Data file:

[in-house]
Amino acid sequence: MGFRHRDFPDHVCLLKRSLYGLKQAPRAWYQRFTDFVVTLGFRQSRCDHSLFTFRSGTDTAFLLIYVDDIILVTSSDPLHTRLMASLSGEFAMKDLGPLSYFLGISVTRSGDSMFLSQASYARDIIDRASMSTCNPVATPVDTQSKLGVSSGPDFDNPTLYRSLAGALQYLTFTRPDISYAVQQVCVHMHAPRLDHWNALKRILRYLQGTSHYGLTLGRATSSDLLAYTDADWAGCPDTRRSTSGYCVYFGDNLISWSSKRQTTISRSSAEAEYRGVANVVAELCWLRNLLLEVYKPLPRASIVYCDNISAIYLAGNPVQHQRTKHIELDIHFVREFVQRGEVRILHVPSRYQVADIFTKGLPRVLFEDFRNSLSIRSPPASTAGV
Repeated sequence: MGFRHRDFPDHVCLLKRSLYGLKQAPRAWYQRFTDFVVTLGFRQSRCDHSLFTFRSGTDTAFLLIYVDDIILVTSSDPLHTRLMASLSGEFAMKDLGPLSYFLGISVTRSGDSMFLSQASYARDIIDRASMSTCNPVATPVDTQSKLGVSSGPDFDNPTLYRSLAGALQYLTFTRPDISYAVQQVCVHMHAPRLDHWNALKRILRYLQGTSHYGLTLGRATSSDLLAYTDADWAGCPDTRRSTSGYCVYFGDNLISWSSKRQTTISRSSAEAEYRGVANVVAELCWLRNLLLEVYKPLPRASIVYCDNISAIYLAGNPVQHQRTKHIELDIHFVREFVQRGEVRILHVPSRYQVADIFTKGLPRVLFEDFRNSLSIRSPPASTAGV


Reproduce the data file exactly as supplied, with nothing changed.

[in-house]
Amino acid sequence: MGFRHRDFPDHVCLLKRSLYGLKQAPRAWYQRFTDFVVTLGFRQSRCDHSLFTFRSGTDTAFLLIYVDDIILVTSSDPLHTRLMASLSGEFAMKDLGPLSYFLGISVTRSGDSMFLSQASYARDIIDRASMSTCNPVATPVDTQSKLGVSSGPDFDNPTLYRSLAGALQYLTFTRPDISYAVQQVCVHMHAPRLDHWNALKRILRYLQGTSHYGLTLGRATSSDLLAYTDADWAGCPDTRRSTSGYCVYFGDNLISWSSKRQTTISRSSAEAEYRGVANVVAELCWLRNLLLEVYKPLPRASIVYCDNISAIYLAGNPVQHQRTKHIELDIHFVREFVQRGEVRILHVPSRYQVADIFTKGLPRVLFEDFRNSLSIRSPPASTAGV
Repeated sequence: MGFRHRDFPDHVCLLKRSLYGLKQAPRAWYQRFTDFVVTLGFRQSRCDHSLFTFRSGTDTAFLLIYVDDIILVTSSDPLHTRLMASLSGEFAMKDLGPLSYFLGISVTRSGDSMFLSQASYARDIIDRASMSTCNPVATPVDTQSKLGVSSGPDFDNPTLYRSLAGALQYLTFTRPDISYAVQQVCVHMHAPRLDHWNALKRILRYLQGTSHYGLTLGRATSSDLLAYTDADWAGCPDTRRSTSGYCVYFGDNLISWSSKRQTTISRSSAEAEYRGVANVVAELCWLRNLLLEVYKPLPRASIVYCDNISAIYLAGNPVQHQRTKHIELDIHFVREFVQRGEVRILHVPSRYQVADIFTKGLPRVLFEDFRNSLSIRSPPASTAGV